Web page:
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The Daily Wildcat

The Daily Wildcat

 

    CD reviews

    CD reviews

    Carbon Lead

    It seems as though the band most well known for its 2002 hit “”The Boxer,”” from their album Echo Echo, has turned a little less Celtic and a little more country. Another mediocre pop-alt-country group is all the world needs.

    Corny and hokey are two ways to describe this Richmond, Virginia quintet’s latest release, Love, Loss, Hope, Repeat. Although their recognizably Irish-accented vocals are still intact, the group has transformed into more of a twangy pop rock band.

    From the latest album, not one song stands out as a hit single or sounds even moderately interesting for radio play. But one song must take the identity of single and for this album it is the first track, “”Learn to Fly.”” This song is, unfortunately, just plain uninteresting and is nowhere near as high-energy as past Carbon Leaf hits. There is not one strong beat to the song and the lyrics are just as ordinary as the music when they sing, “”A dirty bird like me will learn to fly.”” Not that singing about learning to fly has ever been done before or anything.

    Carbon Leaf
    Love, Loss, Hope, Repeat
    Vanguard Records
    Rating: 5/10

    Carbon Leaf seems to have lost some of its spunk with Love, Loss, Hope, Repeat. Sadly, no longer will this band make you want to move to Ireland and do a little jig.

    Amy Wieseneck


    Dylan’s latest doesn’t disappoint

    One approaches Bob Dylan’s new album with a feeling of tremulousness.

    Maybe it’s the starkness of the title, Modern Times – perhaps a nod to Dylan’s old hero Charlie Chaplin. Maybe it’s the gloomy portent of the names of the songs: “”Thunder on the Mountain,”” “”When the Deal Goes Down,”” “”The Levee’s Gonna Break.””
    But more than anything, it’s the sense of a career that might break. Dylan’s last two albums have been among the very best he’s made. Only two years ago he released an autobiography that, as art, might stand with anything he’s ever sung.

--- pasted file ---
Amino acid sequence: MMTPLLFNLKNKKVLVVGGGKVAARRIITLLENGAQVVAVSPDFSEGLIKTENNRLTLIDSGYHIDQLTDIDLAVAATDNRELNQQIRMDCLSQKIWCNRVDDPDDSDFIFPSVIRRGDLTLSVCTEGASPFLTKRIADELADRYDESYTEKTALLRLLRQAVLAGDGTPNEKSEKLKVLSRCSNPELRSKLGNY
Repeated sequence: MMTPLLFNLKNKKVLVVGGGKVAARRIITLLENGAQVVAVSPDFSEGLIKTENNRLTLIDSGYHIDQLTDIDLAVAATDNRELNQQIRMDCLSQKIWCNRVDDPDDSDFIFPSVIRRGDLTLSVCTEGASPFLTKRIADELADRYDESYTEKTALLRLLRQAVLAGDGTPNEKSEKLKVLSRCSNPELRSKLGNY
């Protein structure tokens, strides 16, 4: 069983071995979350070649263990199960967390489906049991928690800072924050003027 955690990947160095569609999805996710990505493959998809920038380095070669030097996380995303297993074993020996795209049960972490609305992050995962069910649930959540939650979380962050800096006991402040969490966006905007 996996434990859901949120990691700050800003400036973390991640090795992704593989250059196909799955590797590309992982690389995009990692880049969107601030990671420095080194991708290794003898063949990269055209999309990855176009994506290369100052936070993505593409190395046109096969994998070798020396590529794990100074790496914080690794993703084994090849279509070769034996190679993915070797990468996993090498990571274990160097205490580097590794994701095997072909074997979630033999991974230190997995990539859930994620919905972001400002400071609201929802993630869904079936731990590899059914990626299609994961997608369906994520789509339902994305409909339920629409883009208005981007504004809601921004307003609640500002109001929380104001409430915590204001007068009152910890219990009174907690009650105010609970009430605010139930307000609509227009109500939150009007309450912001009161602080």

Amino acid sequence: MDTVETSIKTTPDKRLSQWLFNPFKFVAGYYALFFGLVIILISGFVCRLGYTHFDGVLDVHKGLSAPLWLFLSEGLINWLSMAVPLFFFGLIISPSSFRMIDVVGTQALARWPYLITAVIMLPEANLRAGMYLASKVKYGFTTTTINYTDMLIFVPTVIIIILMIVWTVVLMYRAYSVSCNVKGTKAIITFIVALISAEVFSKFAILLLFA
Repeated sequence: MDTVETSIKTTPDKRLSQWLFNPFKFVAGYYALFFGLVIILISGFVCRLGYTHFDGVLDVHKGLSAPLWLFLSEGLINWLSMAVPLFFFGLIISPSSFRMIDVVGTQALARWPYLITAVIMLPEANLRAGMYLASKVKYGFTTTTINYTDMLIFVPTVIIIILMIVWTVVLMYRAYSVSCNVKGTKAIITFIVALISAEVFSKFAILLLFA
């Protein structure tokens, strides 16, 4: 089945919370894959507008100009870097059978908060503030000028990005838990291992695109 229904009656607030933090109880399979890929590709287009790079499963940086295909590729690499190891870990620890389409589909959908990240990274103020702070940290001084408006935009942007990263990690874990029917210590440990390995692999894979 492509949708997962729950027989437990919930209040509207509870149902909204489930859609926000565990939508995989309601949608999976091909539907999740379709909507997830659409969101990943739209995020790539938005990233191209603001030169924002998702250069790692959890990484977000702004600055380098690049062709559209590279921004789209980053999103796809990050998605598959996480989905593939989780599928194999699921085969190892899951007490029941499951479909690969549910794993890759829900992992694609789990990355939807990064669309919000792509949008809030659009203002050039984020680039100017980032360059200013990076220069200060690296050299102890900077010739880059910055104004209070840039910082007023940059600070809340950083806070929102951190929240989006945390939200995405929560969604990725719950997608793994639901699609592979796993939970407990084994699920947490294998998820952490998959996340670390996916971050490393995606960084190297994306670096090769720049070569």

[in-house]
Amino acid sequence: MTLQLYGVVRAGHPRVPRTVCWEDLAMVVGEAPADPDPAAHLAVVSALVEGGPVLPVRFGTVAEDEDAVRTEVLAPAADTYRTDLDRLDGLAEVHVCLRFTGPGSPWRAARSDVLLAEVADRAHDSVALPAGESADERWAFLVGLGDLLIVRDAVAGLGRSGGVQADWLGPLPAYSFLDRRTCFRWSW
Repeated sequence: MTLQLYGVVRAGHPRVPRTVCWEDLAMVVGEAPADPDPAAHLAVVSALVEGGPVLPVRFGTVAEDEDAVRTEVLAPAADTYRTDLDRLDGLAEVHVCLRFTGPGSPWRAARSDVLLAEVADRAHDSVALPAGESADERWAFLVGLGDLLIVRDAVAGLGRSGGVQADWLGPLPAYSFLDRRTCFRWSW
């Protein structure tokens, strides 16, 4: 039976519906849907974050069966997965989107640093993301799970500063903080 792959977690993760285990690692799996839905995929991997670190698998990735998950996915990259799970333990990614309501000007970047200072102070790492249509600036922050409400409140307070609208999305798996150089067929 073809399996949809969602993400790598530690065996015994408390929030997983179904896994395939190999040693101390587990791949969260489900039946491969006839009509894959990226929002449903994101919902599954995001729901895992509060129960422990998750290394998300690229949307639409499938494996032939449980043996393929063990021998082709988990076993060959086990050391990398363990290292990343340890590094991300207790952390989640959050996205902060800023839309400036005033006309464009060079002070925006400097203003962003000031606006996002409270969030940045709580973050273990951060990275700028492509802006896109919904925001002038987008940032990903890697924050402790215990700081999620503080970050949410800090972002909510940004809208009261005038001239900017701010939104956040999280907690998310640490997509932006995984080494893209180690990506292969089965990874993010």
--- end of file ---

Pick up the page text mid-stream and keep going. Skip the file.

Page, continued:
With a streak like that, the old boy’s bound to stumble sooner or later. Right?
    No need for concern. Modern Times is not only a fine album, but it might be the sweetest-spirited, most purely enjoyable record Dylan has made since 1967’s Nashville Skyline.

    “”Thunder on the Mountain”” might sound ominous, but it’s a high-spirited gallop that’s a lot closer to Chuck Berry than Wagner; complete with hilarious, Berry-esque lines like “”I’ve sucked the milk out of a thousand cows.””

    On his great comeback album, 1997’s Time Out of Mind, Dylan sounded like he was getting ready to go knocking on heaven’s door. Tired, depressed and all too aware of his mortality, this Dylan didn’t seem likely ever to sing another note.

    Five years ago, on Love and Theft (released Sept. 11 – yes, that Sept. 11), a new Dylan suddenly unveiled himself. He looked like a shifty-eyed riverboat gambler and sang like a gruffer version of Robert Preston’s fast-talking con man in “”The Music Man.””

    That transformation is completed on Modern Times, an ironic title since most of it could have been recorded before Dylan was even born. Close your eyes while you listen and you might be back in a smoky, crowded cabaret of the roaring ’20s.

    Of course, Dylan drops an anachronism here and there – like the out-of-nowhere Alicia Keys reference on “”Thunder on the Mountain”” – just to prove he hasn’t been asleep for the last 20 years. On “”Spirit on the Water,”” the old trickster even manages to reference Deep Purple and the Old Testament in the same breath.
    As for “”The Levee’s Gonna Break,”” a version of the old blues classic that inspired Led Zeppelin’s scorching stampede “”When the Levee Breaks,”” it’s as cheerful and brisk as a foxtrot. If Zeppelin seemed to be playing in the roar of the floodwaters, Dylan is playing in the eerie silence of the morning after the disaster.

    That feeling of plain, uncontrived ominousness finds its way into the last song, “”Ain’t Talkin’,”” a dark and menacing tragedy in the mode of Dylan’s old story-songs.

    Yet the mood is not that of the old songs; the Dylan here is no longer the stern and cold-eyed Puritan prophet of “”Gates of Eden”” and “”A Hard Rain’s A-Gonna Fall,”” but something closer to the wanderer who narrates his greatest song, 1983’s “”Blind Willie McTell,”” an outcast as solemn and solitary as Cain.

    “”Ain’t Talkin'”” and a few other tracks here may prove to be among Dylan’s best. Yet it’s hard to call the album a masterpiece, exactly; it doesn’t have that sort of epic feeling. It’s a deeply satisfying record, and probably more than anyone could have hoped for from a 65-year-old Dylan.
    Of the artists comparable to Dylan, only Johnny Cash, in his last years, seemed as unbowed by age. May he make three more albums even half as good as this one, and go on touring until the very last deal goes down.

    Justyn Dillingham

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